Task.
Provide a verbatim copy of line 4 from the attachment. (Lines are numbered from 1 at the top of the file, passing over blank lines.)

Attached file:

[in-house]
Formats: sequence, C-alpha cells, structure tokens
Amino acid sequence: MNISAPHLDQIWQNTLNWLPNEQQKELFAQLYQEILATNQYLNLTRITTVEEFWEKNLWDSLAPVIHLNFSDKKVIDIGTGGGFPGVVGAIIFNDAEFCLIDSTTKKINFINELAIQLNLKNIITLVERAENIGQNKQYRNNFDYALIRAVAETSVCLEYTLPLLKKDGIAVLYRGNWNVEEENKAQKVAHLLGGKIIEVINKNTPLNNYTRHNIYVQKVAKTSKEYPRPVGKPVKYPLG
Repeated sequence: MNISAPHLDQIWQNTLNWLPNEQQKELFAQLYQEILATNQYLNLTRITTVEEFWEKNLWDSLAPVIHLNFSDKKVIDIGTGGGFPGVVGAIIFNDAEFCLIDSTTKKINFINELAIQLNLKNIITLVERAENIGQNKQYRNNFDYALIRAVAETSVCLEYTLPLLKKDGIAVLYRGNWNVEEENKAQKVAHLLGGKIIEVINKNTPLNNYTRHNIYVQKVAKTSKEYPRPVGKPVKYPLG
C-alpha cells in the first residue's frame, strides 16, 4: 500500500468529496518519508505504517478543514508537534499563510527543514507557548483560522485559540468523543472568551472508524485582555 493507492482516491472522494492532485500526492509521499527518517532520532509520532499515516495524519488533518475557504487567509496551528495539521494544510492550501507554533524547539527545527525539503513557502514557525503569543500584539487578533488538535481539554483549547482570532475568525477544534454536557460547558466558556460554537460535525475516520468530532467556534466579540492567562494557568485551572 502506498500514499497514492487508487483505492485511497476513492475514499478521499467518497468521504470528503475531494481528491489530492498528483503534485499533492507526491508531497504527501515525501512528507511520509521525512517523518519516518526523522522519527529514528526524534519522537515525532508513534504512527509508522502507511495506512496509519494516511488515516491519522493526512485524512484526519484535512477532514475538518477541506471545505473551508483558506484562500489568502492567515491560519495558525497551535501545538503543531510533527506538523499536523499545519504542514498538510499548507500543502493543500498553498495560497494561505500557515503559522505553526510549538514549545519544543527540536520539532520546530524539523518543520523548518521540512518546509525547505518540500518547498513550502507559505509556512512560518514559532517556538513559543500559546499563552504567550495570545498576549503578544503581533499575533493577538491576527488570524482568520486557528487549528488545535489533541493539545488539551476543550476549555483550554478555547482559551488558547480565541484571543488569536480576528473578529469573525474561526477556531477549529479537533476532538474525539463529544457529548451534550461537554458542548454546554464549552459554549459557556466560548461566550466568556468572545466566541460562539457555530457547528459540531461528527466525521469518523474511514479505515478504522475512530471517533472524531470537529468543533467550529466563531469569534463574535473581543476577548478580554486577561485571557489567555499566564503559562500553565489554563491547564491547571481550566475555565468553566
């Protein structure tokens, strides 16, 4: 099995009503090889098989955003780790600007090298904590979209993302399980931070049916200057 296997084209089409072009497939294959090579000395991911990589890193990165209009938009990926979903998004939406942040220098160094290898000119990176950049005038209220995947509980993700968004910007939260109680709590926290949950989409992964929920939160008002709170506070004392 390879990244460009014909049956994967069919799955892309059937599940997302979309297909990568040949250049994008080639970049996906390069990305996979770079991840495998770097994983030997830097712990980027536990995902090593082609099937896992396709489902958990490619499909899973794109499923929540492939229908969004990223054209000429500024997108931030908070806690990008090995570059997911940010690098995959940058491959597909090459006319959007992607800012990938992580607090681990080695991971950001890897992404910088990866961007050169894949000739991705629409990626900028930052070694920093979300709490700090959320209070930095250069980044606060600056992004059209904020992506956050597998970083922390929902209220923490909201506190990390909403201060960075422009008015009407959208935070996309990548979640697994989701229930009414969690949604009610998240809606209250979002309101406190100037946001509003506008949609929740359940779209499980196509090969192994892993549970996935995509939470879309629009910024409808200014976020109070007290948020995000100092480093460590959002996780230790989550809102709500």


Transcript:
Repeated sequence: MNISAPHLDQIWQNTLNWLPNEQQKELFAQLYQEILATNQYLNLTRITTVEEFWEKNLWDSLAPVIHLNFSDKKVIDIGTGGGFPGVVGAIIFNDAEFCLIDSTTKKINFINELAIQLNLKNIITLVERAENIGQNKQYRNNFDYALIRAVAETSVCLEYTLPLLKKDGIAVLYRGNWNVEEENKAQKVAHLLGGKIIEVINKNTPLNNYTRHNIYVQKVAKTSKEYPRPVGKPVKYPLG